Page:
Anthropology is the study of humans, past and present. To understand the full sweep and complexity of societies and cultures across all of human history, anthropology draws and builds upon knowledge from the social and biological sciences as well as the humanities and physical sciences. A central concern of anthropologists is the application of knowledge to the solution of human problems. To learn more about the discipline,visit the American Anthropological Association's This Is Anthropology.
Medical anthropology is a subfield of anthropology that draws upon social, cultural, biological, and linguistic anthropology. This helps medical anthropologists understand factors which influence health and wellbeing, the experience and distribution of illness, the prevention and treatment of sickness, healing processes, the social relations of therapy management, and the cultural importance and utilization of multiple medical systems. Such knowledge, together with research and analytical skills, are invaluable for developing, assessing, and improving health and health care programs and services. Visit the Society for Medical Anthropology for more information.
Creighton University's medical anthropology program provides both a knowledge base and a usable skill set for health and health care in an increasingly complex world through taking seriously the important factors of society and culture. This sociocultural approach to health and health care makes the program unique and complementary with other health-related programs. With its emphasis on fieldwork and cultural analysis in the light of biomedical knowledge, the program furthers the excellence of healthcare professionals.
The Medical Anthropology graduate program is coordinated by the Department of Cultural and Social Studies, at Creighton's College of Arts and Sciences. The program is informed by Ignatian ideals that distinguish Jesuit education from other institutions of higher learning. These ideals, for example, encourage program faculty and students to study and promote strategies for equitable access to effective health care both domestically and globally.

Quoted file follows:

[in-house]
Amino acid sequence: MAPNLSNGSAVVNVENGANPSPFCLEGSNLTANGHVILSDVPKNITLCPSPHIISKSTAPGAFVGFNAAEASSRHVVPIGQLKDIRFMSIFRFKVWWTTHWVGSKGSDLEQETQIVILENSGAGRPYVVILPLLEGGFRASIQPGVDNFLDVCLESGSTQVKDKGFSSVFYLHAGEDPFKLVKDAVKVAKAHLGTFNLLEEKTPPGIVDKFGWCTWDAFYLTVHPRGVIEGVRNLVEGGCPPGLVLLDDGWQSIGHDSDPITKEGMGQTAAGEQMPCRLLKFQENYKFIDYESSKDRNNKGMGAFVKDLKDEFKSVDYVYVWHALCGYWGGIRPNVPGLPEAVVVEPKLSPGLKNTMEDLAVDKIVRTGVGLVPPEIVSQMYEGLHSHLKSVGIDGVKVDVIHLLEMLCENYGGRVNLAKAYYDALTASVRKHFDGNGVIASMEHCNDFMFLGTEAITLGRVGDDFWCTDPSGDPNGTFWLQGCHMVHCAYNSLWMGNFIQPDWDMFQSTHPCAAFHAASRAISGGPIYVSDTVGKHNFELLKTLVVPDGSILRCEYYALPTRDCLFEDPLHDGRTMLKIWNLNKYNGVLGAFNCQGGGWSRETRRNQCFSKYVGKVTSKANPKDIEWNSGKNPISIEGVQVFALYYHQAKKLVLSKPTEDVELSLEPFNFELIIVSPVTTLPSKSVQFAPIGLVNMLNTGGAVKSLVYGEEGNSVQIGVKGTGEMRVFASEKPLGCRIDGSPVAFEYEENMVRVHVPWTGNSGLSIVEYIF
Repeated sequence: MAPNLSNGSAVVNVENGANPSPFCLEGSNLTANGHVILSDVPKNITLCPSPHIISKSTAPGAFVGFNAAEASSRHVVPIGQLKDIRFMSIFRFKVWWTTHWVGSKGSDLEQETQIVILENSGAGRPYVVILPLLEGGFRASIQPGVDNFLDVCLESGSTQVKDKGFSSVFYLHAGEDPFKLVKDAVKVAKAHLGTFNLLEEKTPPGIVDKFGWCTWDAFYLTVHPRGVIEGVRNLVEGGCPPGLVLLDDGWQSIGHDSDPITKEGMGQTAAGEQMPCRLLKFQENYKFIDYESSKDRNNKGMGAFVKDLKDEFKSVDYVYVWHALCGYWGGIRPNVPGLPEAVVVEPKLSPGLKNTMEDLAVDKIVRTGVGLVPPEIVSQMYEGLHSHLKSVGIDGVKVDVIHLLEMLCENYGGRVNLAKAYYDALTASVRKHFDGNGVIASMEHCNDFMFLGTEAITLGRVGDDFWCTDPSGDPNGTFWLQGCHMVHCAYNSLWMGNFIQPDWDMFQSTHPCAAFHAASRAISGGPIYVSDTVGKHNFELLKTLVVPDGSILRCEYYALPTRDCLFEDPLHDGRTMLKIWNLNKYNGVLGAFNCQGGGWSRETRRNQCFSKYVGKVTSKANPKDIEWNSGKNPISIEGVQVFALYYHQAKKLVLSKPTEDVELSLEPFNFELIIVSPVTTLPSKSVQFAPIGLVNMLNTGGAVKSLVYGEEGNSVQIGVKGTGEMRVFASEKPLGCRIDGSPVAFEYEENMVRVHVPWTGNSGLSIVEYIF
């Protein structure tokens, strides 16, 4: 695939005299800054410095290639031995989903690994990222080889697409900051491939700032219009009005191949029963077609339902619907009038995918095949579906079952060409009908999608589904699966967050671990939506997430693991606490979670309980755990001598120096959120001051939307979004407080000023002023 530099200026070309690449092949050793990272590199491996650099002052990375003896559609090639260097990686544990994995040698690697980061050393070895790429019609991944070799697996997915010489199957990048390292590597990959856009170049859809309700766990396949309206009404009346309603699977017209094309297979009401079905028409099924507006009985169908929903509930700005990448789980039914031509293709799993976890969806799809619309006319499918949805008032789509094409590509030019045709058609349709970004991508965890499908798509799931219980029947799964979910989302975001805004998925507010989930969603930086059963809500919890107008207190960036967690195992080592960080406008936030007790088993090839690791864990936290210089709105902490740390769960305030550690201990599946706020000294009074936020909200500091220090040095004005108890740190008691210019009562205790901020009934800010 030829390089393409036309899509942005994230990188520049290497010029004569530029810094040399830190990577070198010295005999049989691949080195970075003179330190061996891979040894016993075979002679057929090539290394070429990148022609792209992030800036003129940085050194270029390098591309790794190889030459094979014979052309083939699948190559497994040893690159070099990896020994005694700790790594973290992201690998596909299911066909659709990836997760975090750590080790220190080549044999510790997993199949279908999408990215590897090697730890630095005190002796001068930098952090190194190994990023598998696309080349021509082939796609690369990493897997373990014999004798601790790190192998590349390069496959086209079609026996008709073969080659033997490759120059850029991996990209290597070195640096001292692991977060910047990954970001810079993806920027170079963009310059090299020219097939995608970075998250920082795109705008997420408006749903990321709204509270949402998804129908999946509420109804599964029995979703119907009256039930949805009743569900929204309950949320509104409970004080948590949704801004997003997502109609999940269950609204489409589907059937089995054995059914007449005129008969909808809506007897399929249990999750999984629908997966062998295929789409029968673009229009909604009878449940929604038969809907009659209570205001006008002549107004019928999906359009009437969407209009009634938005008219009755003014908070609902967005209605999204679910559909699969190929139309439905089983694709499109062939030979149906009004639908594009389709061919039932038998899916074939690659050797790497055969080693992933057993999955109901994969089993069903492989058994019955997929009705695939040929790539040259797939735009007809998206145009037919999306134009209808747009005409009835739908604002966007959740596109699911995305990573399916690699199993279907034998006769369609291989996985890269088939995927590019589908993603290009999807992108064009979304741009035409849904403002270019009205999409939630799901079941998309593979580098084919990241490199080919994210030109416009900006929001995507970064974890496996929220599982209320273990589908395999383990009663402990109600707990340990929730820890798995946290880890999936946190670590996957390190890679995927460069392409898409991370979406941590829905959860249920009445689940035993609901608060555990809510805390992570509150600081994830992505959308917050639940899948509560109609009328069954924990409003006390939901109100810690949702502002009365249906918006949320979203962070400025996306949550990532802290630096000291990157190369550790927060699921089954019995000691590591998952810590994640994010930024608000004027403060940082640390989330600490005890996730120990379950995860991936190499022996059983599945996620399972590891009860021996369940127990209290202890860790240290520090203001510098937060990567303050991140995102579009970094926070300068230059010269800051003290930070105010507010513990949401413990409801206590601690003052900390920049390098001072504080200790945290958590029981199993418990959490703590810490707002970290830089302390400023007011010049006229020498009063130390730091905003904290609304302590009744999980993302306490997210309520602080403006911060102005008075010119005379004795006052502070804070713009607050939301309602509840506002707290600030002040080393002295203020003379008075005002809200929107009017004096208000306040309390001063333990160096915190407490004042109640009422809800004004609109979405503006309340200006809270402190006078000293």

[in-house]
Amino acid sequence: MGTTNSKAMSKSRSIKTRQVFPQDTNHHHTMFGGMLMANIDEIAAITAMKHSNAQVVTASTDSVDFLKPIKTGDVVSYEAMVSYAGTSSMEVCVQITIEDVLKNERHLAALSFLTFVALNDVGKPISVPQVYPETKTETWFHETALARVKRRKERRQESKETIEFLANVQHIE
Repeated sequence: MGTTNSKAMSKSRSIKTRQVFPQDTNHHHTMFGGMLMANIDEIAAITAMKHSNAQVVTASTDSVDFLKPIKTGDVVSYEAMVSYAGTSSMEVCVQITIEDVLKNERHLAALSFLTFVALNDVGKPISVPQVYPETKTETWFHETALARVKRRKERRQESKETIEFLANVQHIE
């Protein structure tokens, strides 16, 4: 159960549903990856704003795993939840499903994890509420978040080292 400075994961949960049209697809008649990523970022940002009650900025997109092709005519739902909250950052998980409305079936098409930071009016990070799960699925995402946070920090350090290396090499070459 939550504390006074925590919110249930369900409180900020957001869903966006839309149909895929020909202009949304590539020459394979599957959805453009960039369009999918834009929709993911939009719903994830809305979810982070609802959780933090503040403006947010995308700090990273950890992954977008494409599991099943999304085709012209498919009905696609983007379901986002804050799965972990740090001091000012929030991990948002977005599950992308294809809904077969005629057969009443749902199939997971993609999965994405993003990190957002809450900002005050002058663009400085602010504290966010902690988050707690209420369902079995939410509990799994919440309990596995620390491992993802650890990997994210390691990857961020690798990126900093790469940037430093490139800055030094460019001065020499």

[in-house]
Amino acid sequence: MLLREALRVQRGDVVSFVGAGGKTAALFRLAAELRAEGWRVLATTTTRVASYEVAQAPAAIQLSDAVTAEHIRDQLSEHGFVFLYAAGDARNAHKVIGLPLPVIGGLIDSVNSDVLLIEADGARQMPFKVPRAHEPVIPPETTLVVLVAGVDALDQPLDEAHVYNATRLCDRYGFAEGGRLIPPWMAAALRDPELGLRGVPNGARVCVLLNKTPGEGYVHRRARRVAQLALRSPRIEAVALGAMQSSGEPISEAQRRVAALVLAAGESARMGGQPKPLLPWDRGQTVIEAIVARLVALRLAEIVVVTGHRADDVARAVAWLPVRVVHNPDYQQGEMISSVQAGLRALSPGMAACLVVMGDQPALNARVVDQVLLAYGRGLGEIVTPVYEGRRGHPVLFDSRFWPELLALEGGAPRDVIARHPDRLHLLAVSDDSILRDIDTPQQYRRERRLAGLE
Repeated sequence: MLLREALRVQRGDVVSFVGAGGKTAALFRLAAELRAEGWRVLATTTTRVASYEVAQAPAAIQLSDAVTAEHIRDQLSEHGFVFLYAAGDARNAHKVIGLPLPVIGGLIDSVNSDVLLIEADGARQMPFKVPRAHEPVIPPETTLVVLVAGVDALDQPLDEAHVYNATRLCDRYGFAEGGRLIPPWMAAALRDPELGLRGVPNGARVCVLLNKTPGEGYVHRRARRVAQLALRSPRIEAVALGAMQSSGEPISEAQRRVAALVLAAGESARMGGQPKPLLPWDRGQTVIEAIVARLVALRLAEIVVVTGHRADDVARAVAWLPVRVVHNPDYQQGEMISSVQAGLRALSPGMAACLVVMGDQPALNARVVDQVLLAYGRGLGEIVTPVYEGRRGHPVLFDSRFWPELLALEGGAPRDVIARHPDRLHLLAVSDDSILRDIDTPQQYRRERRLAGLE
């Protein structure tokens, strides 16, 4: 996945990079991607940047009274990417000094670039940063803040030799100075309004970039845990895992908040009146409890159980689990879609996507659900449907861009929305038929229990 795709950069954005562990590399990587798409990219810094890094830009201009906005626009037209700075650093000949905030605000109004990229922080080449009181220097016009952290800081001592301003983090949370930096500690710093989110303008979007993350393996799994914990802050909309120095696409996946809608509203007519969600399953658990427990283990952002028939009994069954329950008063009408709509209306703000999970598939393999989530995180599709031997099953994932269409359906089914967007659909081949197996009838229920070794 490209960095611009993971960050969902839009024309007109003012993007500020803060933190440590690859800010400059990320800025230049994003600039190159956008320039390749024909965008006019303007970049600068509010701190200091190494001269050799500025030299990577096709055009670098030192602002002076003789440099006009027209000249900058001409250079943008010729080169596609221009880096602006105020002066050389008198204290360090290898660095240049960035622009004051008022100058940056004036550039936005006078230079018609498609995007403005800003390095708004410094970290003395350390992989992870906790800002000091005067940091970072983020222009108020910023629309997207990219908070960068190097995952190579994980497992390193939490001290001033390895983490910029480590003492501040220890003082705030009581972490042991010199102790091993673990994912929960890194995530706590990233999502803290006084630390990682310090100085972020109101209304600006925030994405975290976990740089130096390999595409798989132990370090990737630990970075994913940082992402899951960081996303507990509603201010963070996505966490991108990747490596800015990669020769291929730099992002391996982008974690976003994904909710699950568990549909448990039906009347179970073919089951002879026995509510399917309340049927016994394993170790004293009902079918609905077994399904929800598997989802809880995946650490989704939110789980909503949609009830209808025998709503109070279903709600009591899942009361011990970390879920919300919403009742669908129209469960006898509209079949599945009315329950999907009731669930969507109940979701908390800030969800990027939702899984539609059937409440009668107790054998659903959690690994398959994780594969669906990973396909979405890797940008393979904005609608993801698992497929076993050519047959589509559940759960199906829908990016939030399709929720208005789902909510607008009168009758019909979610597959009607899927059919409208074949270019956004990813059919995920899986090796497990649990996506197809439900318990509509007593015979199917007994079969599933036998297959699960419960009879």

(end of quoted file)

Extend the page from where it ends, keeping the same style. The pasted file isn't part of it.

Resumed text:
Students can choose to enroll in either the certificate or the master's program. Our core courses are taught by full-time tenure-track and tenured faculty with terminal degrees in their fields, distinguishing this program from many comparable programs that rely extensively on adjunct and temporary teaching staff. The program faculty has combined backgrounds in anthropology, business, ethics, family medicine, nursing, public health, philosophy, social work, sociology, and theology.
All courses are delivered online. The core courses familiarize students with theoretical and methodological approaches in medical anthropology, applications of medical anthropology in health care and public health, as well as central themes, such as rural health and global health. Elective courses focus on special topics, such as social epidemiology and social sciences approaches to understanding cancer, organ transplantation, indigenous health issues, and nutritional health.
Some of our courses are approved by Creighton University's Health Sciences Continuing Education (HSCE) Division for Continuing Education Unit (CEU) credits. Students who are health professionals (e.g. physicians, nurses, pharmacists, physical or occupational therapists) can apply to receive CEU credits when they take these courses. More details will be provided on the HSCE flyer for each course, accessible via the online course listing. The HSCE likewise is committed to Ignatian values.
Types of Degree: MA or Graduate Certificate
Duration: One academic year and two summer semesters for full-time students. However, students can arrange a different program schedule.
Number of Credits Required: 36 for the MA and 18 for the Certificate
Program Start: Summer, with On-Campus Orientation in the preceding Spring
Preferred Application Deadline: Applications are reviewed as soon as they are submitted and students are informed of the decision of the program's Admissions Committee within 3 weeks.
Program Start: Spring, Summer, and Fall semesters
Applicants must have a bachelor's degree or its equivalent from an accredited college or university by the start of the first semester in the program. An application should include: